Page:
Solution 💡
The solution to the problem is to find the longest path between two leaf nodes. The middle node of such a path will give us the node that, when taken as the root node, will have the minimum height. We can find the longest path; if the number of nodes is even, there will be two central nodes, hence two nodes with minimum height. But if the number of nodes is odd, only one node will have the minimum height.
The algorithm of the solution is given below:
 Initialize and declare a graph for which you need to find the roots of a tree that gives minimum height.
 Use an adjacency list to represent the edges of a graph. Maintain a degree vector to keep track of the degree of each node of the graph.
 Initialize a queue and enqueue all the leaf nodes to it. Delete those nodes from the graph.

At max, there can be two vertices with minimum height, so loop until you have two vertices.
 Consider each node from the queue once.
 Decrement the degree of each neighbor of the current node. Enqueue the neighbor in the queue if it becomes a leaf node.
 At last, the queue will have one or two nodes, our result.
 Print the results.
C++ Implementation 📌
#include <bits/stdc++.h>
#include<vector>
#include<queue>
using namespace std;
/* Graph class is used to create a graph and represent edges as an adjacency list */
class Graph
{
public:
int num_of_vertices;
/* Initializing a pointer for adjacency list */
vector<int> *adj;
vector<int> degree;
/* Declaring Constructor of the class */
Graph(int num)
{
/* Initializing important variables */
this>num_of_vertices = num;
adj = new vector<int>[num_of_vertices];
/* Initializing the degree of each node as 0 */
for (int i = 0; i < num_of_vertices; i++)
degree.push_back(0);
}
/* Helper function to add an edge to the graph */
void AddEdge(int v1, int v2)
{
/* adding the edge in adjacency list*/
adj[v1].push_back(v2);
adj[v2].push_back(v1);
/* Incrementing the degree of both vertices by 1 */
degree[v1]++;
degree[v2]++;
}
/* Function to find the roots of a tree with minimum weight */
vector<int> MinimumHeight()
{
queue<int> q;
/* Add all the leaf nodes to the queue */
for (int iter = 0; iter < num_of_vertices; iter++)
if (degree[iter] == 1)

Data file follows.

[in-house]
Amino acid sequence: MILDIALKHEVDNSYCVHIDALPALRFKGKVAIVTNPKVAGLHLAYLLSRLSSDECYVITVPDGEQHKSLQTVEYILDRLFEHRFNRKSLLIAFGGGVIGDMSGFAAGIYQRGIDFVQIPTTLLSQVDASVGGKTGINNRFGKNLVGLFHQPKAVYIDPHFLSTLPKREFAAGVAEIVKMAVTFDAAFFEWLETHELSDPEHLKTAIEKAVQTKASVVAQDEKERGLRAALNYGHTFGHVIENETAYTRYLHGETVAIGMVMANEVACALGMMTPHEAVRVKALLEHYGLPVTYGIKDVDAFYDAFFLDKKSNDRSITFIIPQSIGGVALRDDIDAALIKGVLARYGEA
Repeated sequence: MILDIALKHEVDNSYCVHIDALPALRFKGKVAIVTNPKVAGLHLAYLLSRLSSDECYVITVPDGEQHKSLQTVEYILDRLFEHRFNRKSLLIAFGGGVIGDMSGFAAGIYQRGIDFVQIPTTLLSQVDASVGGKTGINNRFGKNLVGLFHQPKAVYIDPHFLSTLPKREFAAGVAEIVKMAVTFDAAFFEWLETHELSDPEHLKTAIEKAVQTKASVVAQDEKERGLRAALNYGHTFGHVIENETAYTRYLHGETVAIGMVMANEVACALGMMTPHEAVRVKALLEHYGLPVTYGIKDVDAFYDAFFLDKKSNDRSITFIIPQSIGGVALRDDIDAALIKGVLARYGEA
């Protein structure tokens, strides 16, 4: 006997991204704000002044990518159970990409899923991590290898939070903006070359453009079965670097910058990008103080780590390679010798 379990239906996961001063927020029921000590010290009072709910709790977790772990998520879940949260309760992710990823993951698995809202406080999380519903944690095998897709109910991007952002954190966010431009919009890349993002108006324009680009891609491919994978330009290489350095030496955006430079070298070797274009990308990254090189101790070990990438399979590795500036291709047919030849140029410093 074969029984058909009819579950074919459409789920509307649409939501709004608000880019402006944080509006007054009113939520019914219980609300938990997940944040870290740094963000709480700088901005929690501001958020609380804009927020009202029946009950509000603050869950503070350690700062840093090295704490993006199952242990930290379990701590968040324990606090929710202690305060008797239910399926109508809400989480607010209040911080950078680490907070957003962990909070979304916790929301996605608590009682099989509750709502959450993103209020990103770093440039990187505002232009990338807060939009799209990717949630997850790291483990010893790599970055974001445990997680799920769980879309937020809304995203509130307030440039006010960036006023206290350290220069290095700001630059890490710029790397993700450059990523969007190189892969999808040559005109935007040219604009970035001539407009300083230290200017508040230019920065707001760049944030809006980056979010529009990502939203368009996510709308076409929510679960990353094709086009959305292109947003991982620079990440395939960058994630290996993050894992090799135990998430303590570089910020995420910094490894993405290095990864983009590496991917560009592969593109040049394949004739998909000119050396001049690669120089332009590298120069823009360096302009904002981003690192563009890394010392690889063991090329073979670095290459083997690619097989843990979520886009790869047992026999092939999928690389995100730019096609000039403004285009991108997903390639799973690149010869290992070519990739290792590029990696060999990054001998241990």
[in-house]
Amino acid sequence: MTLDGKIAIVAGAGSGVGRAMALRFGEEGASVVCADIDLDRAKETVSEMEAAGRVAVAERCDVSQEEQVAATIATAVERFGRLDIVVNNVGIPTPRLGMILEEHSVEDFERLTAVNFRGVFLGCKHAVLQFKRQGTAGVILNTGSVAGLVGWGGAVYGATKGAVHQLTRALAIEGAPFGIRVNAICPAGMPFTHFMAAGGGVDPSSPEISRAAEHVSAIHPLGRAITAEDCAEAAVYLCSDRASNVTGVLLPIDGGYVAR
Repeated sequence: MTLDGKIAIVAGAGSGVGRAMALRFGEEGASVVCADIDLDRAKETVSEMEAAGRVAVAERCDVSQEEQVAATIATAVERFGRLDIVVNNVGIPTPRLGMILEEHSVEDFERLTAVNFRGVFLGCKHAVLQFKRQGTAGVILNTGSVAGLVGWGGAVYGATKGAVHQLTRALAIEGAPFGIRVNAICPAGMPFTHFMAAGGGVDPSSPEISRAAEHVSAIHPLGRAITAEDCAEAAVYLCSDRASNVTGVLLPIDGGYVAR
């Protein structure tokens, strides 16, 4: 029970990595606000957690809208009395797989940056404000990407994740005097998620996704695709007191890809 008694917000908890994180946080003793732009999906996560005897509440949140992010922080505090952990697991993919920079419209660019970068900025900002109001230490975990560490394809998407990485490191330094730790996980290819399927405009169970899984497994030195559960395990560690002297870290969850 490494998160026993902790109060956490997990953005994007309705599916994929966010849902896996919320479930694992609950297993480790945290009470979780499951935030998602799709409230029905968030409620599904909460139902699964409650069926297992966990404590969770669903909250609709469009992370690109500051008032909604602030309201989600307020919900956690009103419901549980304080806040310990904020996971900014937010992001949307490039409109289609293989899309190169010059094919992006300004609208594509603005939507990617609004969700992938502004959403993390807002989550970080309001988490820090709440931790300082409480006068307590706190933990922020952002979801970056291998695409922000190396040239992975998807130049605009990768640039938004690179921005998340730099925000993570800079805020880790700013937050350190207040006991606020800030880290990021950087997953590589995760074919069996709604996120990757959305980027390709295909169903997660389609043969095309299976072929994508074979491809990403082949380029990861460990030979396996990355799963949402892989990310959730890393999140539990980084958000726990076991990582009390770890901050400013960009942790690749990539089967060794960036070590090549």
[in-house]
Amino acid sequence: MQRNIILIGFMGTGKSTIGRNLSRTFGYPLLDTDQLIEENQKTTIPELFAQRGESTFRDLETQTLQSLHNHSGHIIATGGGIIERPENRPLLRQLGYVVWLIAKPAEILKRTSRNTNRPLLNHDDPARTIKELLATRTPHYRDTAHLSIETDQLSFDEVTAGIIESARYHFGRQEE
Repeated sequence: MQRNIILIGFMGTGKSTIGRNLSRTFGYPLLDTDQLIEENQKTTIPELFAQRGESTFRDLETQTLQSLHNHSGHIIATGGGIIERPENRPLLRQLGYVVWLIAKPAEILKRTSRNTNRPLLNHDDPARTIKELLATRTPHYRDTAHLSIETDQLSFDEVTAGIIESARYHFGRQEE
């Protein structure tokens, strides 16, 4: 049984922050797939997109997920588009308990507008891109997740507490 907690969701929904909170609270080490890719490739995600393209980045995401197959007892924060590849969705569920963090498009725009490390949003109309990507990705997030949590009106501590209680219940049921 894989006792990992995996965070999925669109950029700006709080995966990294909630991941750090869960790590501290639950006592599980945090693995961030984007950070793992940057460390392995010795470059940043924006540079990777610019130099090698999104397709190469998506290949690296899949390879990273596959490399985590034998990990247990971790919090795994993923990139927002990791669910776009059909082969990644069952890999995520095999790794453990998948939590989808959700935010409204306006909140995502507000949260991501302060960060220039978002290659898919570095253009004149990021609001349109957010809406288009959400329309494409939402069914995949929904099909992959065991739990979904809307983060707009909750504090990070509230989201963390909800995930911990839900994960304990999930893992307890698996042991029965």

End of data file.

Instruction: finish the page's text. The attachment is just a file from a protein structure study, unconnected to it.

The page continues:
q.push(iter);
/* At max, there can be two vertices with minimum height, so loop until you have two vertices */
while (num_of_vertices > 2)
{
/* Already added some vertices to the queue, so remove those from the total vertices count.*/
num_of_vertices = num_of_vertices  q.size();
int tmp=q.size();
for (int i = 0; i < tmp; i++)
{
/* Consider each node in queue once */
int root = q.front();
q.pop();
/* Decrement the degree of each neighbor of root and enqueue to the queue if it becomes a leaf node */
for (auto current_node = adj[root].begin(); current_node != adj[root].end(); current_node++)
{
degree[*current_node] = 1;
if (degree[*current_node] == 1)
q.push(*current_node);
}
}
}
/* Copy the answer to a vector */
vector<int> roots;
while (!q.empty())
{
roots.push_back(q.front());
q.pop();
}
/* Returning the answer to the main function*/
return roots;
}
};
/* Driver Function */
int main()
{
/* Initializing and Declaring the given graph*/
Graph graph(6);
graph.AddEdge(0, 1);
graph.AddEdge(0, 3);
graph.AddEdge(0, 4);
graph.AddEdge(1, 2);
graph.AddEdge(5, 3);
/* Calling the Function to find the roots of a tree with minimum height and storing the result in roots variable*/
vector <int> roots = graph.MinimumHeight();
/* Printing the results*/
for (int node = 0; node < roots.size(); node++)
cout << roots[node] << " ";
return 0;
}
Python Implementation 📌
from queue import Queue
'''Graph class is used to create a graph and represent edges as an adjacency list'''
class Graph:
'''Declaring Constructor of the class'''
def __init__(self, num_of_vertices):
'''Intializing important structures '''
self.num_of_vertices = num_of_vertices
self.degree = [0 for i in range(num_of_vertices)]